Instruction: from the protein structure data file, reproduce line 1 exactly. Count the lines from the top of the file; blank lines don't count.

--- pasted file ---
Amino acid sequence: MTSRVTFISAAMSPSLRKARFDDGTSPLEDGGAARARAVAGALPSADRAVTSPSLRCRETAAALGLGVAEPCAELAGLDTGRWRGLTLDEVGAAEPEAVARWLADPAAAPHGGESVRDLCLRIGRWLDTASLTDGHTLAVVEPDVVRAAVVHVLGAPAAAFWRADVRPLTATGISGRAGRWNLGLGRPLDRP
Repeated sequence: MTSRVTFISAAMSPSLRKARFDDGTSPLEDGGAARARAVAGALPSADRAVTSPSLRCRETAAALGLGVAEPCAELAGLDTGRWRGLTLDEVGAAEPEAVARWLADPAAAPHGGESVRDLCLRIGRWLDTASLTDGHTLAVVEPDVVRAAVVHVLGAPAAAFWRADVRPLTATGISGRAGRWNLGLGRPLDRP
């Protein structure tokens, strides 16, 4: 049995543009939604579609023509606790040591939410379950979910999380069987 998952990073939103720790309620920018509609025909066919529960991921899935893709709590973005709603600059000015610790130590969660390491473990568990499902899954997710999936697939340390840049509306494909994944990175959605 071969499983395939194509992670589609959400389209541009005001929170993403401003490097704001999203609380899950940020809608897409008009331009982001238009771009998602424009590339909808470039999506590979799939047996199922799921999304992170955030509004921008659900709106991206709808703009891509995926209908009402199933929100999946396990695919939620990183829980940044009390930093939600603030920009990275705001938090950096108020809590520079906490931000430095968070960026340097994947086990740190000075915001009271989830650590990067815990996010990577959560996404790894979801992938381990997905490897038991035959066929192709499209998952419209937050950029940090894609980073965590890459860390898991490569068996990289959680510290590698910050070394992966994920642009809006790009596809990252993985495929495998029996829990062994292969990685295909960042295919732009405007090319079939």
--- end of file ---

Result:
Amino acid sequence: MTSRVTFISAAMSPSLRKARFDDGTSPLEDGGAARARAVAGALPSADRAVTSPSLRCRETAAALGLGVAEPCAELAGLDTGRWRGLTLDEVGAAEPEAVARWLADPAAAPHGGESVRDLCLRIGRWLDTASLTDGHTLAVVEPDVVRAAVVHVLGAPAAAFWRADVRPLTATGISGRAGRWNLGLGRPLDRP